The museum doesn’t have much to show about the author’s life and work, but the exhibition tries to familiarize visitors with Jewish heritage by showing basic ritual items such as a Torah, yarmulke, tefillin and mezuzah.

Nina Zakharchuk, the museum director, is especially proud of six photographs from Sholem Aleichem’s family presented to the museum recently by Bell Kaufman, the writer’s granddaughter, who lives in the United States.

Inna Druz works as Yiddish program coordinator for the Association of Jewish Communities of Small Towns of Ukraine, which helps a dozen former shtetls revive some Yiddishkeit in their communities.

This year, Druz organized a series of mini-exhibitions dedicated to Sholem Aleichem that opened in small towns to mark the writer’s anniversary. The exhibitions mainly included copies of books and magazines in Yiddish featuring Sholem Aleichem’s works.

“Contact with Sholem Aleichem’s literary works in Yiddish is very important,” Druz says. “He was among the first to encourage the development of Yiddish as a language of literature. And it is we who are the characters of his stories — we are the same in our souls as we used to be.”

After a century of decline, the last decade has seen some revival of Jewish life in some of Ukraine’s former shtetls. But many local leaders say they don’t see any long-term future for their communities.

“There are about 90 members of our society, both Jews and non-Jews, and 48 of them have the right to repatriate to Israel,” says Vladimir Kapelevich, head of the Jewish Culture Society in Boguslav.

But, he admitted “there are no young Jews in our organization. Many people have emigrated. I don’t see the prospects for our society to develop.”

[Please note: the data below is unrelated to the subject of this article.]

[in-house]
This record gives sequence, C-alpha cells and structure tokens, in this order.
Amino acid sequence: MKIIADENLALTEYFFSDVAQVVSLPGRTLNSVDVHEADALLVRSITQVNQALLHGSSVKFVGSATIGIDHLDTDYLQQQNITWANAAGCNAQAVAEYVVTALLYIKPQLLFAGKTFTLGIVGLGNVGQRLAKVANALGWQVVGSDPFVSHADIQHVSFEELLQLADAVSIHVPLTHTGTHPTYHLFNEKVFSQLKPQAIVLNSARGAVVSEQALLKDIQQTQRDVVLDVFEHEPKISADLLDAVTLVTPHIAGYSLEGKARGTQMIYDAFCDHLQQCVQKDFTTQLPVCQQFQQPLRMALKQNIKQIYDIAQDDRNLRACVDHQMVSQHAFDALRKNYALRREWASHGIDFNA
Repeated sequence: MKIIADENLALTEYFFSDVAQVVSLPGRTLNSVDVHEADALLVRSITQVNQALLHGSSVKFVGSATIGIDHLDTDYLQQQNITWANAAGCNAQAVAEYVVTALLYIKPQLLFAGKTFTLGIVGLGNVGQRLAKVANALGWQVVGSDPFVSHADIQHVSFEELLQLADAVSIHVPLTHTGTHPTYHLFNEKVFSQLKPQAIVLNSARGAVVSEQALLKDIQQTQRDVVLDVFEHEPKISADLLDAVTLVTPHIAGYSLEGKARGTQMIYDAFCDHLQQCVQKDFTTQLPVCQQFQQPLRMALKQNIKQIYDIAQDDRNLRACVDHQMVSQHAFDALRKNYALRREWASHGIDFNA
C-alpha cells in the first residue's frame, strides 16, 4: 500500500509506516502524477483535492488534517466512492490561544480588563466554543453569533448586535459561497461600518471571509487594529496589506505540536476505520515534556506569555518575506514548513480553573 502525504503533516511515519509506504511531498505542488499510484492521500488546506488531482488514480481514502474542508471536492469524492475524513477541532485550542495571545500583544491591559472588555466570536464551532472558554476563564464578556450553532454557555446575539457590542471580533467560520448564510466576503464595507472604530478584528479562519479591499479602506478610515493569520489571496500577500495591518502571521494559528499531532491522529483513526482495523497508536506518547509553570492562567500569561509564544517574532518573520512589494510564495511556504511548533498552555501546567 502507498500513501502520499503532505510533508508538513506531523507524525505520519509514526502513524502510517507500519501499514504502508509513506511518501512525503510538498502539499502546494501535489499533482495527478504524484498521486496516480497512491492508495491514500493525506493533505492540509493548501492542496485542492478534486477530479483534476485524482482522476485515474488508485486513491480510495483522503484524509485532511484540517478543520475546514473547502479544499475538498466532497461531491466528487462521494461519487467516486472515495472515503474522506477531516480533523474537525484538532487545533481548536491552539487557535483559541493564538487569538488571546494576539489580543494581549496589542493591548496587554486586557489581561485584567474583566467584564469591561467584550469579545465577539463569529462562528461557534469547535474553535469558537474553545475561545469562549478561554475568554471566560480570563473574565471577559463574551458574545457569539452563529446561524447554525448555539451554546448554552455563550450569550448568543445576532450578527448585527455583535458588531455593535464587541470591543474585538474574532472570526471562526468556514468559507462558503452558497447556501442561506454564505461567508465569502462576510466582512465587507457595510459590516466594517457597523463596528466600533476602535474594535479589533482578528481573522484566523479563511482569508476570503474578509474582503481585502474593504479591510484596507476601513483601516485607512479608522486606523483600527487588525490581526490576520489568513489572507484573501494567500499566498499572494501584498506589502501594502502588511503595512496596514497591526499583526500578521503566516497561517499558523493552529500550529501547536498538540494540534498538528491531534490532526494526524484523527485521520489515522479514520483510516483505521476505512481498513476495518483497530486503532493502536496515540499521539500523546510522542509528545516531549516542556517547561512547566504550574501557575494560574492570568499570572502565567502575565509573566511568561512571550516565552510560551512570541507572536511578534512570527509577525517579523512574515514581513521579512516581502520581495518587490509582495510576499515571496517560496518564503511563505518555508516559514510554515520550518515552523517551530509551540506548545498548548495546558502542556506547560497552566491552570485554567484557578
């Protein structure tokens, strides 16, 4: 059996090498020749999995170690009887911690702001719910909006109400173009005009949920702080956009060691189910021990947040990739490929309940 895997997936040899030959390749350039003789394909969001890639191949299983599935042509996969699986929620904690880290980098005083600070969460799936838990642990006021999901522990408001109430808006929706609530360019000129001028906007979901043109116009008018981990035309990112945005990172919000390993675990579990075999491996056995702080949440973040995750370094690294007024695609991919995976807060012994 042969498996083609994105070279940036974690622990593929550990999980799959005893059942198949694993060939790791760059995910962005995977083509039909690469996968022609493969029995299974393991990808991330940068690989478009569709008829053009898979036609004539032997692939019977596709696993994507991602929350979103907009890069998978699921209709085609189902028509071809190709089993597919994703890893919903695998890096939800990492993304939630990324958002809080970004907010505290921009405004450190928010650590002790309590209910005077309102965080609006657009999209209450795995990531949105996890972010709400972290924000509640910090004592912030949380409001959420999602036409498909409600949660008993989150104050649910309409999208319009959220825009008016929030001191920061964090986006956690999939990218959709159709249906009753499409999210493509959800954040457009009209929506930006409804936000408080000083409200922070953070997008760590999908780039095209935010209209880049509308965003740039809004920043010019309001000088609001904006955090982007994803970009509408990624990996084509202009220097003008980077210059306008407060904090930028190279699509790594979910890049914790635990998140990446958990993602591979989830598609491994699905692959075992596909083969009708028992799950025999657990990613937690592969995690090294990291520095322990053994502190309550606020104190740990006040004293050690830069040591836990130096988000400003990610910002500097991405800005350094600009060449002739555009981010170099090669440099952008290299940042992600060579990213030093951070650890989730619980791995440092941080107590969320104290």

Others second his outlook.

“Only 10 to 15 people visit our community center at a time. There are practically no Jews left in Boguslav,” says Mikhail Brailovsky, a community member. “The elderly are dying and the young have already left for other countries.”

When Sholem Aleichem lived and worked in these towns in the 19th century, they were predominantly Jewish.

Now, says Roman Sokur, Pereyaslav’s mayor, a 2001 population census revealed only 17 Jews left in town.

Gekhtman, the local community leader, says the actual number may be a little higher but notes that there are only seven Jewish children of school age.

Religious life used to be the center of Jewish culture in small towns. But today many communities have no Jewish religious programs and no active synagogues.

Some of the typical programs these communities run include Yiddish clubs, Jewish cooking circles, women’s clubs and discussion groups.

There aren’t enough Jews to fill all the programs, but Jewish activists open their doors to non-Jews interested in the region’s Jewish past.

“We invite both Jews and non-Jews to our celebrations,” says Peter Rashkovsky, chairman of the Association of Jewish Communities of Small Towns of Ukraine. “This way we are vaccinating against anti-Semitism.”